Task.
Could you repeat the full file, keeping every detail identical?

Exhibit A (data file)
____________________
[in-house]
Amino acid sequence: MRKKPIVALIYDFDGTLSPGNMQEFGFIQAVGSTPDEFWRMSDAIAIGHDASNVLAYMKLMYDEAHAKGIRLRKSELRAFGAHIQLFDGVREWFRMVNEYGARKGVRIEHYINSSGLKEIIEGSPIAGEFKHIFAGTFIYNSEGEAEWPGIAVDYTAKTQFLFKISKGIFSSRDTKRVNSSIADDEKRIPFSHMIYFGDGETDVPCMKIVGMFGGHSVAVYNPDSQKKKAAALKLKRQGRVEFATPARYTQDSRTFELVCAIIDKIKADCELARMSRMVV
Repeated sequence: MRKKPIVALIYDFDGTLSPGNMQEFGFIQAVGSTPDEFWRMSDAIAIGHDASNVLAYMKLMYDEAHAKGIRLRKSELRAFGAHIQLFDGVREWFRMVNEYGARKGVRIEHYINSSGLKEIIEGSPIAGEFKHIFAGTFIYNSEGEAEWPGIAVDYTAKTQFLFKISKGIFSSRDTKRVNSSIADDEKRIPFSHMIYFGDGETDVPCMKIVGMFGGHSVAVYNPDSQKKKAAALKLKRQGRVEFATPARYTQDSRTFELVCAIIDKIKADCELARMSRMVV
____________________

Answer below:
[in-house]
Amino acid sequence: MRKKPIVALIYDFDGTLSPGNMQEFGFIQAVGSTPDEFWRMSDAIAIGHDASNVLAYMKLMYDEAHAKGIRLRKSELRAFGAHIQLFDGVREWFRMVNEYGARKGVRIEHYINSSGLKEIIEGSPIAGEFKHIFAGTFIYNSEGEAEWPGIAVDYTAKTQFLFKISKGIFSSRDTKRVNSSIADDEKRIPFSHMIYFGDGETDVPCMKIVGMFGGHSVAVYNPDSQKKKAAALKLKRQGRVEFATPARYTQDSRTFELVCAIIDKIKADCELARMSRMVV
Repeated sequence: MRKKPIVALIYDFDGTLSPGNMQEFGFIQAVGSTPDEFWRMSDAIAIGHDASNVLAYMKLMYDEAHAKGIRLRKSELRAFGAHIQLFDGVREWFRMVNEYGARKGVRIEHYINSSGLKEIIEGSPIAGEFKHIFAGTFIYNSEGEAEWPGIAVDYTAKTQFLFKISKGIFSSRDTKRVNSSIADDEKRIPFSHMIYFGDGETDVPCMKIVGMFGGHSVAVYNPDSQKKKAAALKLKRQGRVEFATPARYTQDSRTFELVCAIIDKIKADCELARMSRMVV